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Secondary Progressive Multiple Sclerosis

People with secondary progressive multiple sclerosis (SPMS) start out with another type of MS -- relapsing-remitting multiple sclerosis.

If you've been diagnosed with secondary progressive MS you may have had relapsing-remitting MS for a decade or more. That's when you may begin to experience a shift in your disease.

The changes are often difficult to recognize. But you may notice that relapses may not seem to fully go away.

Most people with relapsing-remitting MS -- about 80% -- eventually develop secondary progressive MS. The relapses and remissions that used to come and go change into a steady, gradual worsening of the disease. The shift typically begins 15 to 20 years after first being diagnosed with MS.

Because multiple sclerosis is such a complex and variable disease, the change to SPMS can be difficult to identify, even for health professionals. Doctors often wait at least six months before making a diagnosis of SPMS.

Symptoms of Secondary Progressive MS

Although relapsing-remitting MS can be unpredictable, the pattern of clear attacks followed by recovery is consistent. With SPMS, relapses tend to be less distinct. They may happen less often or not at all. When relapses do occur, recovery is not as complete. Disabilities linger.

Symptoms that may indicate you are progressing to SPMS include:

  • Increase in weakness and incoordination
  • Stiff, tight leg muscles
  • Bowel and bladder problems
  • Greater fatigue, depression, and problems thinking than before

Diagnosis of SPMS can only be made by comparing symptoms over time. So it's important that you accurately tell your doctor about changes in your symptoms. Doctors use something called the Kurtzke disability scale to help measure disease progression.

Cause of Secondary Progressive MS

The reason people progress from relapse-remitting to secondary progressive MS is not clear. It does not seem related to an increased immune response.

One theory is that the disease progression may be an after-effect of nerve injury that occurred early in the disease. But more research is needed to understand the shifting disease process.

Treatment of Secondary Progressive MS

Treating secondary progressive MS is often more difficult than treating relapsing-remitting MS.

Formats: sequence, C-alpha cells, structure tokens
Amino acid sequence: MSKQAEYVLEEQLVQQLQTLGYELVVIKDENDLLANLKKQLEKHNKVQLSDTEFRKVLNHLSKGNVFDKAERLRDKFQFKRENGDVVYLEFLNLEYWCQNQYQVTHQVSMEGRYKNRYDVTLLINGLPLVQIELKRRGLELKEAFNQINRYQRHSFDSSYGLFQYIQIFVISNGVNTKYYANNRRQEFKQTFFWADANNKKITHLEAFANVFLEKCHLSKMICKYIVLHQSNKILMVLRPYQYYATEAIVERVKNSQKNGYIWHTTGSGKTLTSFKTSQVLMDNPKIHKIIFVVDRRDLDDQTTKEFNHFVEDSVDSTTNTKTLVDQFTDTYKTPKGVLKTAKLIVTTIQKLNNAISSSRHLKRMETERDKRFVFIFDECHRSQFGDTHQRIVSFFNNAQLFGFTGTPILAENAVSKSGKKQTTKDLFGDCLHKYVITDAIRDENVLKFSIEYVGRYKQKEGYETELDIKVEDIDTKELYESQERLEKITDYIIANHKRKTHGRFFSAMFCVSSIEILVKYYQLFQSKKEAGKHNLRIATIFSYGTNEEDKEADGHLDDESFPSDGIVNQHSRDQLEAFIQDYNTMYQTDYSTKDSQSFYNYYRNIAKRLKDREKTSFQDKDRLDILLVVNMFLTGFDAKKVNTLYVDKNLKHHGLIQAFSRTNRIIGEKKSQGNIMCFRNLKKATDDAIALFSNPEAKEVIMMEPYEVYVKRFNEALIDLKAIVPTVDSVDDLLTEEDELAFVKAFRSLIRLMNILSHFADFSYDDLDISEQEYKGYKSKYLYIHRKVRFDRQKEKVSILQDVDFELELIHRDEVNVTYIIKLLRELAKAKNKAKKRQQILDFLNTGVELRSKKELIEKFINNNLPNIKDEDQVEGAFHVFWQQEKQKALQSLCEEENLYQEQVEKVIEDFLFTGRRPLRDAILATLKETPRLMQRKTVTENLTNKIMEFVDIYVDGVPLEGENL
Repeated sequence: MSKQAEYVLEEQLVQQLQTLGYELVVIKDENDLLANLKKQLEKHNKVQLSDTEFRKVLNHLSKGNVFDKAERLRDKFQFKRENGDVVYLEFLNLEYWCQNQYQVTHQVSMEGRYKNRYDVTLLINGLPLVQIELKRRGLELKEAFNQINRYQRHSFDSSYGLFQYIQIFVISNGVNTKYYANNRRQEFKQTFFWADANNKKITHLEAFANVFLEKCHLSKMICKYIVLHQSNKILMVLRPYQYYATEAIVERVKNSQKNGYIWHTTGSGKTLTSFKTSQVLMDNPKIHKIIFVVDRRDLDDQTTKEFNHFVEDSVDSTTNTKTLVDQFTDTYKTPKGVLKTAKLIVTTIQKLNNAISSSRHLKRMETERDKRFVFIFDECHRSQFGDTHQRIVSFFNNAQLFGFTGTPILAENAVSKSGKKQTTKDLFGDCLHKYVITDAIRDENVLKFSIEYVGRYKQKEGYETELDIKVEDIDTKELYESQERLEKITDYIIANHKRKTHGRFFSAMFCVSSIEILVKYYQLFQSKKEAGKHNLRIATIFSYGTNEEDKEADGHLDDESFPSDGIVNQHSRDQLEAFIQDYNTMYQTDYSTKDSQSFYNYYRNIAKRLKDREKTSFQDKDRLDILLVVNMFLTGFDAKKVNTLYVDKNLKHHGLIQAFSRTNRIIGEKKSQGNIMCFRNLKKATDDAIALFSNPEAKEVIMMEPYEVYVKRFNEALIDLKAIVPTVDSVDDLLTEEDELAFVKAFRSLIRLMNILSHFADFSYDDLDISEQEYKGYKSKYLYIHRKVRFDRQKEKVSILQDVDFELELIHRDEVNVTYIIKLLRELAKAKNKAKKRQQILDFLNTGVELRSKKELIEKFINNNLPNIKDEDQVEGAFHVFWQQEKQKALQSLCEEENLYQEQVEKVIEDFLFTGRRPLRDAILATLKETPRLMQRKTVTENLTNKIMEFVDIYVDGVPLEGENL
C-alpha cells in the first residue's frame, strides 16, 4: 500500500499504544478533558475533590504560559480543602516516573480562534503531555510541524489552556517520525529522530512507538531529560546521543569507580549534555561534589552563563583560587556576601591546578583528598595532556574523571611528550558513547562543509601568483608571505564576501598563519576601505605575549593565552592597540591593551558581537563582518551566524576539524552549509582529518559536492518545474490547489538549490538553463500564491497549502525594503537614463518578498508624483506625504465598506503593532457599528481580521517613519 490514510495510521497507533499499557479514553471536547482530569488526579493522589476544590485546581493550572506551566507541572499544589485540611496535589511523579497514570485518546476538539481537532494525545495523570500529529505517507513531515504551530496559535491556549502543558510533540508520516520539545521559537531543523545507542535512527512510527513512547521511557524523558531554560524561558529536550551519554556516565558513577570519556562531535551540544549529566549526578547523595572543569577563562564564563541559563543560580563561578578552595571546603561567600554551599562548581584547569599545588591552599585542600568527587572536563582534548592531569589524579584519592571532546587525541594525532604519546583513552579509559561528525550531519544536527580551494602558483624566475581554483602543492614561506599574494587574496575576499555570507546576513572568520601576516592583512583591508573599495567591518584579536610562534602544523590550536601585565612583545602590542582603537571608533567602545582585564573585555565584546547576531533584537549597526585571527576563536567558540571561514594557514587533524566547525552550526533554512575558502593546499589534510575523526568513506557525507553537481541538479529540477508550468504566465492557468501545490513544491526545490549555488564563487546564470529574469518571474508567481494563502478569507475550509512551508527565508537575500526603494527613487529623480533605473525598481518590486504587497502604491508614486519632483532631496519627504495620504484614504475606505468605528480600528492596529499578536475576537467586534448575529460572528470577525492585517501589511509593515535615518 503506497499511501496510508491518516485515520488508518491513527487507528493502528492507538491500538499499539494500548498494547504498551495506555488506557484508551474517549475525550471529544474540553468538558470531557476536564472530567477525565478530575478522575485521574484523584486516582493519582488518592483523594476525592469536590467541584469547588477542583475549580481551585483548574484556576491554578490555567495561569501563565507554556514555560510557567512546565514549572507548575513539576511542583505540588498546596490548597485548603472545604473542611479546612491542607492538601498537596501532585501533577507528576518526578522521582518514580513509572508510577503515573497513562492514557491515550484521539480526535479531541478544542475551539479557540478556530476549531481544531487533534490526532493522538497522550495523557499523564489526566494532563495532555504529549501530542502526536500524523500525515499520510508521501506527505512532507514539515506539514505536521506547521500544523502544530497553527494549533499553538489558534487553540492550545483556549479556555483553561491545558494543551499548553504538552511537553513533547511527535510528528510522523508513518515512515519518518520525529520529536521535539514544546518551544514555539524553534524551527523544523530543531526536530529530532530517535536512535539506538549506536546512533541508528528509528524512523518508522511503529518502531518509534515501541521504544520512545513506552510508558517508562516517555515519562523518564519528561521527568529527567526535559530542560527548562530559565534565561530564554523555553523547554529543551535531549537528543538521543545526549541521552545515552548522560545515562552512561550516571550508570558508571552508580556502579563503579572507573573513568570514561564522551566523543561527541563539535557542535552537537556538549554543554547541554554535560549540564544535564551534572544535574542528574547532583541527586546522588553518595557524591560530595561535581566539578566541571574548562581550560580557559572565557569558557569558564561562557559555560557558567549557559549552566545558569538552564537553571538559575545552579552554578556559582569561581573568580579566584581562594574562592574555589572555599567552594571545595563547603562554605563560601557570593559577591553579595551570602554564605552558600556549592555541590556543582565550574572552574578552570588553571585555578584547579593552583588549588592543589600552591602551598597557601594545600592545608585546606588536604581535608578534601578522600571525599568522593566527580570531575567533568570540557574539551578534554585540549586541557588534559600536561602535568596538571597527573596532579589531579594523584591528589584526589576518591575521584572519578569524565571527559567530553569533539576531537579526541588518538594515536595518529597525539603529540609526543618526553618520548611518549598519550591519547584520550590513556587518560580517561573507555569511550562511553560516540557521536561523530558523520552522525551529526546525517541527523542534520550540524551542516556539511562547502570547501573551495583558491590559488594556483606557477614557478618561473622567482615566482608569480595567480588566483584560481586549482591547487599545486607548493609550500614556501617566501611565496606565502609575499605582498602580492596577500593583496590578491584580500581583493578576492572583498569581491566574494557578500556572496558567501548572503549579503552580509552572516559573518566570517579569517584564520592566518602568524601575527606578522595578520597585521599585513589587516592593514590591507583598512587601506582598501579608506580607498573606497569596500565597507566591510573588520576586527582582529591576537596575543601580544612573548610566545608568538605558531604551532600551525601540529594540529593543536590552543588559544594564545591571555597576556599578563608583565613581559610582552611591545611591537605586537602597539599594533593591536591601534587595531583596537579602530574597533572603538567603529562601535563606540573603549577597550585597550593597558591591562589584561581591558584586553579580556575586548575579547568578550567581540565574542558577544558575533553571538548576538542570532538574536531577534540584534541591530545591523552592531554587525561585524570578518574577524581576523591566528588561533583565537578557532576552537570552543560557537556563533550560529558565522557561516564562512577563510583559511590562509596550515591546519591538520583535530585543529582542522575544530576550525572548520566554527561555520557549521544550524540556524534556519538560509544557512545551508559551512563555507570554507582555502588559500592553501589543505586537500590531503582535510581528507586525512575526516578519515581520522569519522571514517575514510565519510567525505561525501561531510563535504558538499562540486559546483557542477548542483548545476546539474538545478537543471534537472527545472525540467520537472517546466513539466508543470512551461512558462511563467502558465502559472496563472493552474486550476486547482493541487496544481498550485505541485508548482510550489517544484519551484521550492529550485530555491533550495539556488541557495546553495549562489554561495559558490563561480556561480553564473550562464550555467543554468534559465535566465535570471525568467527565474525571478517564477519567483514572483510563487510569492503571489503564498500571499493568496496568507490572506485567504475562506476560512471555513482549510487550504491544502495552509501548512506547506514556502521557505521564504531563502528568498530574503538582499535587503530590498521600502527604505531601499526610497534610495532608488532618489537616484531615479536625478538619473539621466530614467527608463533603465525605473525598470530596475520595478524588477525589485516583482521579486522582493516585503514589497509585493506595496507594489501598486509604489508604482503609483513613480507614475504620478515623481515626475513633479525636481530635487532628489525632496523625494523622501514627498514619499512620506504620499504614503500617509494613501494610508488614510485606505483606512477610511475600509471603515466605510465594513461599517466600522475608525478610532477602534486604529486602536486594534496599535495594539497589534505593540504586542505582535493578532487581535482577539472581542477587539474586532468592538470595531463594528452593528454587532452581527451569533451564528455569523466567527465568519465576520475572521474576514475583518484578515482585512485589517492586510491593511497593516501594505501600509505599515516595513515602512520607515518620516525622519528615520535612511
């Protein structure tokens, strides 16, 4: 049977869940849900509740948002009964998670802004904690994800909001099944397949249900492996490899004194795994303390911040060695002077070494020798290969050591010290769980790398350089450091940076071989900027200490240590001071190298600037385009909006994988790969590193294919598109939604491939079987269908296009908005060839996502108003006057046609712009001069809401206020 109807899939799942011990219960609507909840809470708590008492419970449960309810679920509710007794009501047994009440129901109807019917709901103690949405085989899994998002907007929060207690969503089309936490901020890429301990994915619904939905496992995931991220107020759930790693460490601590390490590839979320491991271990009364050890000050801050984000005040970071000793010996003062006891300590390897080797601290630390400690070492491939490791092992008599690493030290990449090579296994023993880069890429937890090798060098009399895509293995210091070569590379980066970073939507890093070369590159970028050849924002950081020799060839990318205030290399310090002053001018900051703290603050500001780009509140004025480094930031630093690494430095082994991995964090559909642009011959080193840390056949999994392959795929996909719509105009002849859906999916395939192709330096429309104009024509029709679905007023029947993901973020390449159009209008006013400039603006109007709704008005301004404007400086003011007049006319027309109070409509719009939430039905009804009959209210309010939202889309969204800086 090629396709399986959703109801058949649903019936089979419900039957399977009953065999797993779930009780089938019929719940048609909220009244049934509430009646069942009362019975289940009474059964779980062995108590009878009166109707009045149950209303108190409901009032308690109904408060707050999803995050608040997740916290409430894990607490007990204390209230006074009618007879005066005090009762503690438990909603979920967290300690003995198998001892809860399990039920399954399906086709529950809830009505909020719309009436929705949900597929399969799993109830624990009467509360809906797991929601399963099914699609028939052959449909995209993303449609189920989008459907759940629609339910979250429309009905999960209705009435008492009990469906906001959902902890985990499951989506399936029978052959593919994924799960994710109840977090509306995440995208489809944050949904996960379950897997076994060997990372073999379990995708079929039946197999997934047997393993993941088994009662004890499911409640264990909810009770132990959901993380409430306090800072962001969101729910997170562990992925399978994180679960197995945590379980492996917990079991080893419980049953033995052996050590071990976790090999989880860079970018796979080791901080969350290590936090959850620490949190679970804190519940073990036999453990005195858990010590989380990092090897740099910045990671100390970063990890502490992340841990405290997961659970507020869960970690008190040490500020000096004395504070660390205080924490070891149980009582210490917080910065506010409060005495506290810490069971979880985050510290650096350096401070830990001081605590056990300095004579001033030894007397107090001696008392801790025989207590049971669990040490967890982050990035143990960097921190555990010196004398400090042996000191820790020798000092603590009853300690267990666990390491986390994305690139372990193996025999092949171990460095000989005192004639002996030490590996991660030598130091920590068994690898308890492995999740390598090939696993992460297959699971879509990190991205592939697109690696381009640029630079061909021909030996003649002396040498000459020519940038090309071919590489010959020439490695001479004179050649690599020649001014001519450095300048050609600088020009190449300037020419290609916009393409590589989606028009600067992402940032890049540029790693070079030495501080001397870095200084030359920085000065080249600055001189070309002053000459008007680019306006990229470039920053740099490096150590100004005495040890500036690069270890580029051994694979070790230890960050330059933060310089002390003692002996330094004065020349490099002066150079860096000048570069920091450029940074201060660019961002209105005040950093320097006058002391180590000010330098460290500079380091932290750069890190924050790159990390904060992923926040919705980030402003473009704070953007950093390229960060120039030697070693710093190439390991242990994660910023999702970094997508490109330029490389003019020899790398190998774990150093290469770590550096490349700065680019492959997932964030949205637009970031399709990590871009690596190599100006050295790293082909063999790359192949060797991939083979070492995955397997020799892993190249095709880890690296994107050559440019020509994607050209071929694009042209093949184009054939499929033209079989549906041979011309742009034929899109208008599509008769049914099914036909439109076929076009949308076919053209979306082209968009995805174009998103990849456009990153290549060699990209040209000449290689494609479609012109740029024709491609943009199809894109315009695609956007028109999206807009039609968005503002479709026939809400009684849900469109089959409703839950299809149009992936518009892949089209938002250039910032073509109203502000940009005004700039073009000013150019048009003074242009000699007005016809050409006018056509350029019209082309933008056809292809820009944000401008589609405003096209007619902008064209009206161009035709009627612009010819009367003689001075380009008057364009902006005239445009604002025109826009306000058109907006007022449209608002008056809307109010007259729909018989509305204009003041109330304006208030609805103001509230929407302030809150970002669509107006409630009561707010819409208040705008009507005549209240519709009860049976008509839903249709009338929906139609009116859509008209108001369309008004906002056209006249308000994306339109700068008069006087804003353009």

The main class of drugs for MS -- called disease modifying drugs (DMDs) -- is used to reduce the severity and frequency of relapses. For people with SPMS who still have relapses, DMDs, such as interferon, can still help. But, for those with disease progression without relapses, the drugs are not generally considered useful.

One disease modifying drug called Novantrone (mitoxantrone) is specifically approved by the FDA to treat SPMS. But it still mainly works to treat relapses.

Novantrone has serious side effects, including heart problems and leukemia. For this reason, there is a lifetime dose limit for this drug. It is usually used for people with rapidly progressing disease when other treatments don't work.

An immune-suppressing drug called methotrexate, often used in the treatment of rheumatoid arthritis, may improve symptoms in people with secondary progressive MS.

Managing Your Symptoms

If you have SPMS, just as with other types of MS, there are drugs that can ease the wide range of symptoms you may experience. For example, there are medications that can relive pain, bladder problems, fatigue, and dizziness.

There are also lifestyle changes that can help make a difference. Doctors recommend sticking to a healthy diet and trying to keep your weight under control.

Exercise is also recommended for SPMS and other types of MS. You can consider trying gentle aerobic activity, range-of-motion exercises, and some stretching and strengthening. This may help increase your energy and boost your mood. It's also useful for weight control.

WebMD Medical Reference

Reviewed by Richard Senelick, MD on October 23, 2012
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